jecky11hyd3

I'm curious, if a game is tied to a single system, what happens if the system you own suffers the RROD or get's stolen and you have to get a new system? I did not buy Diablo III because of their stupid always on internet connection nonsense so I guess I will not be buying the next xbox or PS4 if they're also going to do the same thing.

JeffFrank
JeffFrank

It's simple folks... if they initiate this type of restriction in the next console, buy from a competitor!

supamonkey77
supamonkey77

Well I guess I'll be bowing out of that market:-). Even though we are a double income household, my wife and I can never Justify those expensive purchases, We bought a Wii just two years ago and a PS3 a year ago. (Both Black Friday deals) . Don't see the point/Justification for a Brand new Console that's just come out, and of the 30 odd games we own for both, perhaps 10 might be new purchases(either Black Friday and/or Just Dance series for her).  For us a good rule of thumb is $30 Max for a new game and $20 max for a used one.

I think we'll buy the Wii U sometime in 2016 (and have a family) so she can continue with the Just Dance series and I will just shift to free to play online games like battlestar galactica or path of exile

AFD
AFD

Thank God books aren't treated this way,at least hard copies If xbox does this, they should also develop a sim card like smartphones have, so that if your xbox breaks down or you simply want to upgrade, you can do so without losing the games you already "own." Otherwise, this change is a total ripoff of the customer.

nerdsumer
nerdsumer

I have several friends on their 3rd or 4th xbox after several RRODs... What happens when your console breaks?

RugeirnDrienborough
RugeirnDrienborough

The demise of the entire computer-game industry would have significant beneficial effects, including conversation, exercise, local travel, outdoor activities, socialization and reconnection with reality. So, if something looks like it might slow down computer gaming, I'd be all for it.

MKE.Dave
MKE.Dave

I see this as driving a deeper wedge between MS & Sony (serving the hardcore gamer) and Nintendo & Ouya (along with phone/tablet/browser based games, serving any gamer). Wii U's price point makes me hesitate to put it with the second group, but at least you can buy used games for Wii U.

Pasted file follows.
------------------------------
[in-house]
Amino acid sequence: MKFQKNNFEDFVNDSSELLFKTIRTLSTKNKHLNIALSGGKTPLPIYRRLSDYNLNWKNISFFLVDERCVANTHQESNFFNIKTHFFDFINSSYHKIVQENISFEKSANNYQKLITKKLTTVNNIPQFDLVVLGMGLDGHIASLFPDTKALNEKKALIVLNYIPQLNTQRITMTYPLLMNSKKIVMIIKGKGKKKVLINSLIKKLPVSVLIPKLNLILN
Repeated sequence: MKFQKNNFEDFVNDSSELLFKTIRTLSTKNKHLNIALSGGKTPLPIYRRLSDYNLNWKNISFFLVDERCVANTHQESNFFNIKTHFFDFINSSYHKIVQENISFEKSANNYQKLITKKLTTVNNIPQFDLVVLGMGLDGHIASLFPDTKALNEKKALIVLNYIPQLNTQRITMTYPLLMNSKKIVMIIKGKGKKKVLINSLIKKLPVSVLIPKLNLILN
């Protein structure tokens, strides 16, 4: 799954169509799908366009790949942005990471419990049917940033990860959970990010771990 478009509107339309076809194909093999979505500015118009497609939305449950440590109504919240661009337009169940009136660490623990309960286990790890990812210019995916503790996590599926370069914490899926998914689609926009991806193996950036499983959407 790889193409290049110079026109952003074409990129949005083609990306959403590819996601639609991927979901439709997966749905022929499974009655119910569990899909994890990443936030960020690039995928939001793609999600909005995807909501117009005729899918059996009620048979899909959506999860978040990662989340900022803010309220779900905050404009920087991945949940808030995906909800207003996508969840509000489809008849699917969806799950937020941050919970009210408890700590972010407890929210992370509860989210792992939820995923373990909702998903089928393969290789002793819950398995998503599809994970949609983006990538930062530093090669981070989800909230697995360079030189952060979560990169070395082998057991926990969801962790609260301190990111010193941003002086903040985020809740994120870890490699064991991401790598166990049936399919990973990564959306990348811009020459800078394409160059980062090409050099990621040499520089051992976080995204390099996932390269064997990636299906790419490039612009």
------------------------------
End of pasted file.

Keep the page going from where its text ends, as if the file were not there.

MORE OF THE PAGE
I can't imagine how much money Sony & MS are pumping into these devices; do they really think it's a good idea to close off their own markets even more?

mse13
mse13

How do these patents from Microsoft or Sony not violate the 'First Sale Doctrine' as outlined in U.S. Copyright / Trademark Law? This makes no sense to me how these companies can at all impose limitations on a re-sale market when the law clearly indicates that once the Company is paid under a first sale (either to a retailer or directly to a consumer) they cannot then come back 3 years later and say: "hey consumer/retailer, we saw you re-sold our product, we want another cut" (or "we are not letting you do that")...

What about eBay, GameStop, GameFly, RedBox, Netflix -- all those companies have very powerful backers -- in what planet would a re-sale market be prohibited without massive lawsuits from these companies (and others, including the Federal Trade Commission)?

Can you please explain how the 'First Sale Doctrine' can be disregarded in this case?

spookiewriter
spookiewriter

@RugeirnDrienborough I love people whose ego's allow them to decide what everyone else has to do. Do computer games make you personally stop conversing, doing outdoor activities or socializing.

I must say that you are the megalomaniac with a tenuous hold on reality if you think your personal life-living philosophy is the only correct one. Control freaks like you are a much bigger problem (and annoyance) than any computer game.

newmanjb
newmanjb

@mse13 I'm not a lawyer but the argument that software companies usually make is that they're not actually selling you a copy of the software, they're selling you a license to run it. So while you may purchase the physical disc, the actual software that runs on it binds you to whatever end user license agreement the company comes up with. That can, of course, exclude the resale of that digital content.

mse13
mse13

I suppose that makes sense -- also I just saw another market news source with the headline "GameStop plummets after report that next Xbox will block users from reselling titles" -- so however the software companies are able to get around those copyright rules its apparent they have legal grounds to do so.

I am just shocked (or maybe ignorant/late to the game) to learn about this now given all the companies whose businesses center on re-sale and rental -- you see one line about it in Netflix "risks" section in their SEC filings but I would have thought Wall St analysts and institutional investors would have raised flags about all the affected companies much sooner...(but then that's assuming they're paying attention)